A politician, a public servant, a group promoting IT investment and a government inquiry make up the finalists in an elite new category of this year’s Computerworld Excellence Awards.
The four — IT Minister Paul Swain, Ministry of Education official Carol Moffatt, the IT Investment Forum and the Hugh Fletcher-led telecommunications inquiry — are vying for recognition as having made “the most significant contribution to IT” in 2000. The winner will be named at an event in Auckland on July 6.
Swain was nominated for the award for “his consistent message to government and the business community on the importance of technology”.
During the period in which the award is judged, the minister’s major achievement was the staging of the e-commerce summit in Auckland. The event was widely hailed a success and gave the government, from the prime minister down, an opportunity to show that it had realised the importance to the country of having a “knowledge-driven economy and society”.
Swain had a slow start in the IT portfolio, being sidelined by illness for months after Labour came to power. He’s been making up for it since, continuing his advocacy of IT and telecommunications issues in addresses up and down the country.
Carol Moffatt, who is the manager of the Ministry of Education’s ICT (information communication technologies) strategy, has been working toward a similar end, but at a more grassroots level. Her nomination is for the work she has done promoting computers in schools.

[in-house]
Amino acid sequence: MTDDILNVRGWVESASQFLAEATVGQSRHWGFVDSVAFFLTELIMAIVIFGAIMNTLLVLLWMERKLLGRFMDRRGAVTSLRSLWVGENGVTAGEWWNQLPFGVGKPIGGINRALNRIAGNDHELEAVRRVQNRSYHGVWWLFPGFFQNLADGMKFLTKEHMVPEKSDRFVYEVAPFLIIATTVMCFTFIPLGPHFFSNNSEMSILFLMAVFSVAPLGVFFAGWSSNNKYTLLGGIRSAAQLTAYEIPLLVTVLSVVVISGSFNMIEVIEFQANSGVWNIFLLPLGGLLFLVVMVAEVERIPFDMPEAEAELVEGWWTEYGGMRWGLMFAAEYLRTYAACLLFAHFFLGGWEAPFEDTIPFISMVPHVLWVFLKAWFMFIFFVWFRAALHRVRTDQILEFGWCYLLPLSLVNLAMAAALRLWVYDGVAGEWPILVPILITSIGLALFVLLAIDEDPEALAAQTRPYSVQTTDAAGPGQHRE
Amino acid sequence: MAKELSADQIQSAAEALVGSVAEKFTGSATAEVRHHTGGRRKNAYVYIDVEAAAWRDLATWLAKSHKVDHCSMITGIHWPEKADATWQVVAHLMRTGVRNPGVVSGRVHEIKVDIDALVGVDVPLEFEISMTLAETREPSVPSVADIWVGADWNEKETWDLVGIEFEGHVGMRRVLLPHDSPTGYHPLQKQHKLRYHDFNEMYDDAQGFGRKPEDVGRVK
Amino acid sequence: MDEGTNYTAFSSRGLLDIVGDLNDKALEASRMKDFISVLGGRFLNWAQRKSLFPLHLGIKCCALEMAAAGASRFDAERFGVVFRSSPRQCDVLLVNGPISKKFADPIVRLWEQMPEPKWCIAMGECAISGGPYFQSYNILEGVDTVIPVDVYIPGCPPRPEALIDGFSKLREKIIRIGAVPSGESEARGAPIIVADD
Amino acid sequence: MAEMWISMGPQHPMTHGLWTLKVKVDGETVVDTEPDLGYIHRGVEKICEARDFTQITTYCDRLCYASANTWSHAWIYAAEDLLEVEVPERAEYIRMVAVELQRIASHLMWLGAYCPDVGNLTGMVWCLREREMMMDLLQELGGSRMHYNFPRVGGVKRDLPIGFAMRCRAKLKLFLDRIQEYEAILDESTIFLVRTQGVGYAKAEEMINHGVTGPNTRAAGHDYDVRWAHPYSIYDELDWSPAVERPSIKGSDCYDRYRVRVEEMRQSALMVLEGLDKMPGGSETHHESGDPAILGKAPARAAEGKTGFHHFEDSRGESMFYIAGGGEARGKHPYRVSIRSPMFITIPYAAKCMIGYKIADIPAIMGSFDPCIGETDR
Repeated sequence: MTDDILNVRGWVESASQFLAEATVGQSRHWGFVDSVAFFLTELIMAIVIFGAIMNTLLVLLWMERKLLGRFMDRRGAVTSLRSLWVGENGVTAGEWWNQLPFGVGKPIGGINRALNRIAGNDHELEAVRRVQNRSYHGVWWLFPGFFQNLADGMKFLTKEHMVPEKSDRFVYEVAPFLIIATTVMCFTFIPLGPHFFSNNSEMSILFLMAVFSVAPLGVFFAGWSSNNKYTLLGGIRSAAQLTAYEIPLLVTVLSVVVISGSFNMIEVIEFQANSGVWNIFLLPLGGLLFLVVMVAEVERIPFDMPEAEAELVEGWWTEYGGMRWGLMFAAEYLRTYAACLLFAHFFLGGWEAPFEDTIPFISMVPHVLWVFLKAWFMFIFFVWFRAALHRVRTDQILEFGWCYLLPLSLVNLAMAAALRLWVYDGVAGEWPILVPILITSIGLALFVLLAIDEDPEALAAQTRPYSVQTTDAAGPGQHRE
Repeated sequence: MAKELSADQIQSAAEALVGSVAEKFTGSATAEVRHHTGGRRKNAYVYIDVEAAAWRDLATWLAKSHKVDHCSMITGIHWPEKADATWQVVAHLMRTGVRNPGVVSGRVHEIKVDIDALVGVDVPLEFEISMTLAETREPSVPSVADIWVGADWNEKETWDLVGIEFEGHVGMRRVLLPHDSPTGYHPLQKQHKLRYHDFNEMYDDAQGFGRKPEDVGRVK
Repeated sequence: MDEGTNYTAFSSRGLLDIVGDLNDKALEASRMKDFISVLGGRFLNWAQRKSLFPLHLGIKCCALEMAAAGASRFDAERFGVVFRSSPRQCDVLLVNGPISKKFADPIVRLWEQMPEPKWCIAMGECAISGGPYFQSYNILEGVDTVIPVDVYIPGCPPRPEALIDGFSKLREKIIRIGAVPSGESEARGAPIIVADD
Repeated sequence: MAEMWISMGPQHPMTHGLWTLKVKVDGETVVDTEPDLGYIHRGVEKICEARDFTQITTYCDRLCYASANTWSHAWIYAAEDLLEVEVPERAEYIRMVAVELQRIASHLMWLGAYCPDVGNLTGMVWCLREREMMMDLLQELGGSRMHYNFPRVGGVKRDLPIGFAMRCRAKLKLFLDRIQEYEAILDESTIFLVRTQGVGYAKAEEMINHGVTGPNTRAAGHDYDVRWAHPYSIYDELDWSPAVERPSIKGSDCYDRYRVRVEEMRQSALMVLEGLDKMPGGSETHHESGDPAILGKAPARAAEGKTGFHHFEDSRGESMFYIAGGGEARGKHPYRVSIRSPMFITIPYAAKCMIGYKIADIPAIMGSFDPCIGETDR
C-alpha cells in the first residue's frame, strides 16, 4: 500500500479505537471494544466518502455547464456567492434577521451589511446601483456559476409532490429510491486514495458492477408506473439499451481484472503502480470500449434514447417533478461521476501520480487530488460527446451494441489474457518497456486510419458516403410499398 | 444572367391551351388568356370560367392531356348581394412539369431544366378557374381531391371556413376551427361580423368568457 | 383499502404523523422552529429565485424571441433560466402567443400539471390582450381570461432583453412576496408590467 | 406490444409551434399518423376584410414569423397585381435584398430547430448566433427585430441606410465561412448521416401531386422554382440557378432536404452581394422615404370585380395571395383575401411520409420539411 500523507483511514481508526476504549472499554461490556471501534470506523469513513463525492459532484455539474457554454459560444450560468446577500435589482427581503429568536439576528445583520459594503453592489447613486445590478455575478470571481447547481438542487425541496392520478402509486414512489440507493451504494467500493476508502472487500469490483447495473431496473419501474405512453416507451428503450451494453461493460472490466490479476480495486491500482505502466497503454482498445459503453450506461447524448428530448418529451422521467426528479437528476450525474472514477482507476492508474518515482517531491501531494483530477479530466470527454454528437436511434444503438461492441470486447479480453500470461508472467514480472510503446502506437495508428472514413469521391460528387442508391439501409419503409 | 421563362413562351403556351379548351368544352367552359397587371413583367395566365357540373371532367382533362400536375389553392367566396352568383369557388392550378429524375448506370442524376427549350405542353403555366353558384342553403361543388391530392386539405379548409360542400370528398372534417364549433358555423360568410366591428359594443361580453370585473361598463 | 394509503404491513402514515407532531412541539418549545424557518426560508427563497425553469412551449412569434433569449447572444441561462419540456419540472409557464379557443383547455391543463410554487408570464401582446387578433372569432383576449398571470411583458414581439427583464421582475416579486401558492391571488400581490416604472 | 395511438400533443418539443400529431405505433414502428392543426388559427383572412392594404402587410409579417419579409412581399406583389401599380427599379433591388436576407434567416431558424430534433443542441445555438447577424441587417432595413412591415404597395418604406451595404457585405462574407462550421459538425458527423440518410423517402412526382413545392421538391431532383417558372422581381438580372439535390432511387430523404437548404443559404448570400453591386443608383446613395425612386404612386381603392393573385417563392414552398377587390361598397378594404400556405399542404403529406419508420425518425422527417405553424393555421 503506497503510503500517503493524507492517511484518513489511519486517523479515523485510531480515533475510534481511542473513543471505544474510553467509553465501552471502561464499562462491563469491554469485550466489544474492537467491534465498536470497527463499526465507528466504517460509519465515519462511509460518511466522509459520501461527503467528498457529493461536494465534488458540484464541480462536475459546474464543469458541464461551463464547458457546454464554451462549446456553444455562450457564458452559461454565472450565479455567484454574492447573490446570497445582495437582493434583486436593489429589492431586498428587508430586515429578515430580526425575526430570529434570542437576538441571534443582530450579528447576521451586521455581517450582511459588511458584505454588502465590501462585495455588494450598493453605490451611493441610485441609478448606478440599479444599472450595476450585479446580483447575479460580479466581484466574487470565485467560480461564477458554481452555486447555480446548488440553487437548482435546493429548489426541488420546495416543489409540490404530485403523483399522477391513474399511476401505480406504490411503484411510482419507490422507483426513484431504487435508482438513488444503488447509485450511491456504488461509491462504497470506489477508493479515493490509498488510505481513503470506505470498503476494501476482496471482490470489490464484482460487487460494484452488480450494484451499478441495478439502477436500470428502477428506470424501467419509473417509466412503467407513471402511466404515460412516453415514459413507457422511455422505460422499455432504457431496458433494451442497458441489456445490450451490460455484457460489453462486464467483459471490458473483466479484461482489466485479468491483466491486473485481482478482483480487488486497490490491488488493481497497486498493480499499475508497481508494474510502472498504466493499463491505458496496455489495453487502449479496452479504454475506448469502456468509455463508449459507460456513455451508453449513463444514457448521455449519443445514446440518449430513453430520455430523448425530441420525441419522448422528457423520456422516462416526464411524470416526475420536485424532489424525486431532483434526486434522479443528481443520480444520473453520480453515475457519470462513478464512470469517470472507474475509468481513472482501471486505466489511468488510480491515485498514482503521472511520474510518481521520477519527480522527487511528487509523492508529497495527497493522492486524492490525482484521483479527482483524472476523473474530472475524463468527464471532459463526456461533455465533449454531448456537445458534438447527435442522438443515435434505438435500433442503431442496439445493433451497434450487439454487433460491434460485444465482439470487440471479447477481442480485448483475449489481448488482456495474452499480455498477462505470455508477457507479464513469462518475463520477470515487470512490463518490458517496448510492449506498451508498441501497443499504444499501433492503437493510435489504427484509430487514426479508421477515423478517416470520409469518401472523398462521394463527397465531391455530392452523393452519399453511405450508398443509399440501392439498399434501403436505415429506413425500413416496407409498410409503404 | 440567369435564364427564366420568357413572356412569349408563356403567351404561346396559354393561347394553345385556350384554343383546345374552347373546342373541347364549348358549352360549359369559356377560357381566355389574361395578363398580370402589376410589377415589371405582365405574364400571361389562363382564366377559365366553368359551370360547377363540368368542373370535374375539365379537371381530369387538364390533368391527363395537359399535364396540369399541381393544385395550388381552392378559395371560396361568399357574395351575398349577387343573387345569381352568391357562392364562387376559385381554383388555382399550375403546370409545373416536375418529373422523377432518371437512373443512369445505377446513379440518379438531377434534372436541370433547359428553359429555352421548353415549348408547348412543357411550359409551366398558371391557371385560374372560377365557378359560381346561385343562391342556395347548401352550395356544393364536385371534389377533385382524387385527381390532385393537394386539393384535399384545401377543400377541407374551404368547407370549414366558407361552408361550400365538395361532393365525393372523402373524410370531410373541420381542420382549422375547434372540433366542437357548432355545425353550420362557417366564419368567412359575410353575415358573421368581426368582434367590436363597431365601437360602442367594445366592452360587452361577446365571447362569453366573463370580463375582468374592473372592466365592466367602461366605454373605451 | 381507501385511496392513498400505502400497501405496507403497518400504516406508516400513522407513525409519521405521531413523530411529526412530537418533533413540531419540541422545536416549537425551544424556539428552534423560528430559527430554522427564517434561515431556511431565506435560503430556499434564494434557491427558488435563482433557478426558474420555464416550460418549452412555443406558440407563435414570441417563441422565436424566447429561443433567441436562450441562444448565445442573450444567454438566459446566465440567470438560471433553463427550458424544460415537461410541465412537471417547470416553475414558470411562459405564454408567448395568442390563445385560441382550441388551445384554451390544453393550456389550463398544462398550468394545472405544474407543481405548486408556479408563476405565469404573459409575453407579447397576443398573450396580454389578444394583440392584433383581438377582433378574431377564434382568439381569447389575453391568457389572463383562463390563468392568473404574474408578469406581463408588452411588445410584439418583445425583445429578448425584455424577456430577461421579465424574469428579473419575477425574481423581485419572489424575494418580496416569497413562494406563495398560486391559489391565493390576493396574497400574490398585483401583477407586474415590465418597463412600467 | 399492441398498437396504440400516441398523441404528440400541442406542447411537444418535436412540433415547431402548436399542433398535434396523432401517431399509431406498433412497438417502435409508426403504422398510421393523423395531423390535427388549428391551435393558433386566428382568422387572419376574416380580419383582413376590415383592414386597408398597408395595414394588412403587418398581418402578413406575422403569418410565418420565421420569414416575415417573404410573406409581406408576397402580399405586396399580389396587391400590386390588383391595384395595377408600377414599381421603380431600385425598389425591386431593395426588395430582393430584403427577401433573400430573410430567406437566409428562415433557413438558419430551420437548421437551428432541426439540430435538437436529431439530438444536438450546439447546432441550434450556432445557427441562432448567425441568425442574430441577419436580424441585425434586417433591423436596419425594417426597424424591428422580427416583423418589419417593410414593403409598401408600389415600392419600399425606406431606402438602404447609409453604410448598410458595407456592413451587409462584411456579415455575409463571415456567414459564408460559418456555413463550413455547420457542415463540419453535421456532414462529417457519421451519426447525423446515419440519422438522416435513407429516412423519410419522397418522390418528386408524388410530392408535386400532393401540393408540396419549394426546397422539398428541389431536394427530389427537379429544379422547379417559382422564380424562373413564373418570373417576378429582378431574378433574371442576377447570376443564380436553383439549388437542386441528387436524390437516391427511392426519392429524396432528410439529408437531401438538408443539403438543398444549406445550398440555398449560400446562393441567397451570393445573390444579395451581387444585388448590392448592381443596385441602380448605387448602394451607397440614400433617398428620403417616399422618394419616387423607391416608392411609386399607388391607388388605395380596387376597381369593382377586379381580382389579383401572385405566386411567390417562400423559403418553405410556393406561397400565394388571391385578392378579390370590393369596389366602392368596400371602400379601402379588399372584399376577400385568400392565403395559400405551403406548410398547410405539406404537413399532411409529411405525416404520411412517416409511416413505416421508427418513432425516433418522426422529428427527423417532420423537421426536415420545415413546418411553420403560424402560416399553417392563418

Moffatt is credited with “championing the contribution ICT can make to student learning”. Before taking on the ministry job in 1998, she was principal of Oxford Area School in north Canterbury, establishing it at the centre of the Cantatech cluster of 10 South Island schools with computer links.
According to her nominee, Moffatt’s expertise is sought after by experts in England, the US and Australia.
The third finalist, the IT Investment Forum, gained a profile during 2000 by organising events featuring leading lights from the US and Australian computer industries. They included former Apple boss John Sculley and Netscape head Jim Clark, and expatriate New Zealander Steve Outtrim, of Melbourne-based Sausage Software fame.
The group sets out to elevate the profile of the IT industry and provide business opportunities for forum attendees by providing networking opportunities for technology companies, investors and resource providers.
The nomination notes that “the IT Investment Forum has done an excellent job of showing potential New Zealand IT entrepreneurs a way ahead”.
The last berth for “most significant contribution to IT” finalists went to the Hugh Fletcher-led telecomms inquiry.
The nomination calls it “a watershed undertaking which deliberated during 2000 and whose main recommendation was for the appointment of a telecomms commissioner”. The inquiry has also given new impetus to moves to extend broadband internet access more widely throughout the country.
While legislation establishing the commissioner’s role is still before Parliament, debate about the New Zealand telecomms environment has moved to a new level since the inquiry.
The sponsor of the “most significant contribution to IT” category is The Simpl Group.